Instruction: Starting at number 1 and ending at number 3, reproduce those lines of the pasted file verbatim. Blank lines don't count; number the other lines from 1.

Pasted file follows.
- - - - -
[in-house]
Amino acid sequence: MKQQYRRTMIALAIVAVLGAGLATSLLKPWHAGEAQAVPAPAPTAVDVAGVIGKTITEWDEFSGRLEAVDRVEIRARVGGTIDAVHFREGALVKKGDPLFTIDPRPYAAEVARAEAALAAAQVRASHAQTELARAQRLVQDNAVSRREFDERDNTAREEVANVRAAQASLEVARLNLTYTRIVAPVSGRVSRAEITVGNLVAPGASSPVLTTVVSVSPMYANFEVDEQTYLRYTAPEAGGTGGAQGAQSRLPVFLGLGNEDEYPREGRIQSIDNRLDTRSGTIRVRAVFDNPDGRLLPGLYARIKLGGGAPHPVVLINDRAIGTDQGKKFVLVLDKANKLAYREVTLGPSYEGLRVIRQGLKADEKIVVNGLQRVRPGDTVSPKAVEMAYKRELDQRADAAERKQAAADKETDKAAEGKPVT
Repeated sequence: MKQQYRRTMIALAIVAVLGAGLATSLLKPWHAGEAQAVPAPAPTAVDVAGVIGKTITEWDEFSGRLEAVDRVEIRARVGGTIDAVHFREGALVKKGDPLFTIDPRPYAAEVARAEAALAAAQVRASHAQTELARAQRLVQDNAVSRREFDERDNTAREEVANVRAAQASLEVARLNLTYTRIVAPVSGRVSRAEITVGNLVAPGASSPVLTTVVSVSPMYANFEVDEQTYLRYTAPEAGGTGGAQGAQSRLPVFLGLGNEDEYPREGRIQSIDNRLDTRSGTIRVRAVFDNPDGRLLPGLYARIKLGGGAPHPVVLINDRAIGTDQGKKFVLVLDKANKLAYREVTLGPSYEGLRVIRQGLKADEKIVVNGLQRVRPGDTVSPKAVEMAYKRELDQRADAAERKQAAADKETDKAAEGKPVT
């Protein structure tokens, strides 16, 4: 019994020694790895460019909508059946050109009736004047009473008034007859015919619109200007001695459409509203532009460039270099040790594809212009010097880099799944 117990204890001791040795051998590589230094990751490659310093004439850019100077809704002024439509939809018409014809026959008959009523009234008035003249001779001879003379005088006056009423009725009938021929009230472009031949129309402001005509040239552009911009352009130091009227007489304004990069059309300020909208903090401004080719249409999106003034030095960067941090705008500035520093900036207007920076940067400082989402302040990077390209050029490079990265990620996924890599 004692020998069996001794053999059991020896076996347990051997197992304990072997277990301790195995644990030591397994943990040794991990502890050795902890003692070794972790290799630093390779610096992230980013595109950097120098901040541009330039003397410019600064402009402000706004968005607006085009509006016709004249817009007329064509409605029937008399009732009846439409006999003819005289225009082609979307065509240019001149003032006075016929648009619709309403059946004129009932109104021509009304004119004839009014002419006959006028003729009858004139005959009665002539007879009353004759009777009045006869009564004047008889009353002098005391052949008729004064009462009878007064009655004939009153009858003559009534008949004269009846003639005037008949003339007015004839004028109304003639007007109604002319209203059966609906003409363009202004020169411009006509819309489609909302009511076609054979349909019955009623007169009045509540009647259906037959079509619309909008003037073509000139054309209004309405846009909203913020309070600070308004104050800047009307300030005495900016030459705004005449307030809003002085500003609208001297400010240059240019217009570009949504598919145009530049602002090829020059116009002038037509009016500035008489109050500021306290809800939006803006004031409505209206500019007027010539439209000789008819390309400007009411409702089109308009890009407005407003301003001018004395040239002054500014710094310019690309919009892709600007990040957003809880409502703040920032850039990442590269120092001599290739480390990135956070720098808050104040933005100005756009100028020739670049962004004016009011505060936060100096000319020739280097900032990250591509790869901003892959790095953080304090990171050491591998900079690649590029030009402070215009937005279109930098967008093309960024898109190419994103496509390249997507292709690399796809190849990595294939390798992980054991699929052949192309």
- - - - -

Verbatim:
[in-house]
Amino acid sequence: MKQQYRRTMIALAIVAVLGAGLATSLLKPWHAGEAQAVPAPAPTAVDVAGVIGKTITEWDEFSGRLEAVDRVEIRARVGGTIDAVHFREGALVKKGDPLFTIDPRPYAAEVARAEAALAAAQVRASHAQTELARAQRLVQDNAVSRREFDERDNTAREEVANVRAAQASLEVARLNLTYTRIVAPVSGRVSRAEITVGNLVAPGASSPVLTTVVSVSPMYANFEVDEQTYLRYTAPEAGGTGGAQGAQSRLPVFLGLGNEDEYPREGRIQSIDNRLDTRSGTIRVRAVFDNPDGRLLPGLYARIKLGGGAPHPVVLINDRAIGTDQGKKFVLVLDKANKLAYREVTLGPSYEGLRVIRQGLKADEKIVVNGLQRVRPGDTVSPKAVEMAYKRELDQRADAAERKQAAADKETDKAAEGKPVT
Repeated sequence: MKQQYRRTMIALAIVAVLGAGLATSLLKPWHAGEAQAVPAPAPTAVDVAGVIGKTITEWDEFSGRLEAVDRVEIRARVGGTIDAVHFREGALVKKGDPLFTIDPRPYAAEVARAEAALAAAQVRASHAQTELARAQRLVQDNAVSRREFDERDNTAREEVANVRAAQASLEVARLNLTYTRIVAPVSGRVSRAEITVGNLVAPGASSPVLTTVVSVSPMYANFEVDEQTYLRYTAPEAGGTGGAQGAQSRLPVFLGLGNEDEYPREGRIQSIDNRLDTRSGTIRVRAVFDNPDGRLLPGLYARIKLGGGAPHPVVLINDRAIGTDQGKKFVLVLDKANKLAYREVTLGPSYEGLRVIRQGLKADEKIVVNGLQRVRPGDTVSPKAVEMAYKRELDQRADAAERKQAAADKETDKAAEGKPVT